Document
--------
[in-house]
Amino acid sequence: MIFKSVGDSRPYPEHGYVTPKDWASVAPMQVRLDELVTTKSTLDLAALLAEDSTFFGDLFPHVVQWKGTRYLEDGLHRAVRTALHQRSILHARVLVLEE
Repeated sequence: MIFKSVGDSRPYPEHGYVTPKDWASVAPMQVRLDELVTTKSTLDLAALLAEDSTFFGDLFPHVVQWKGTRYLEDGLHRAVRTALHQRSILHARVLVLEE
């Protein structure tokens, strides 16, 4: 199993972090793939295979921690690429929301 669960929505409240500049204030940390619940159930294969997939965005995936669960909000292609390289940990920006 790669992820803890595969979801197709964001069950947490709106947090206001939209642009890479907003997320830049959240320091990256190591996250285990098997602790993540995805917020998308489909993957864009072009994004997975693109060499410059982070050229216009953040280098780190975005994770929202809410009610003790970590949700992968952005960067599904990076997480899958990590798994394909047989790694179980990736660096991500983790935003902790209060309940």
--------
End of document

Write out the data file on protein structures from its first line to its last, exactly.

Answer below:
[in-house]
Amino acid sequence: MIFKSVGDSRPYPEHGYVTPKDWASVAPMQVRLDELVTTKSTLDLAALLAEDSTFFGDLFPHVVQWKGTRYLEDGLHRAVRTALHQRSILHARVLVLEE
Repeated sequence: MIFKSVGDSRPYPEHGYVTPKDWASVAPMQVRLDELVTTKSTLDLAALLAEDSTFFGDLFPHVVQWKGTRYLEDGLHRAVRTALHQRSILHARVLVLEE
């Protein structure tokens, strides 16, 4: 199993972090793939295979921690690429929301 669960929505409240500049204030940390619940159930294969997939965005995936669960909000292609390289940990920006 790669992820803890595969979801197709964001069950947490709106947090206001939209642009890479907003997320830049959240320091990256190591996250285990098997602790993540995805917020998308489909993957864009072009994004997975693109060499410059982070050229216009953040280098780190975005994770929202809410009610003790970590949700992968952005960067599904990076997480899958990590798994394909047989790694179980990736660096991500983790935003902790209060309940």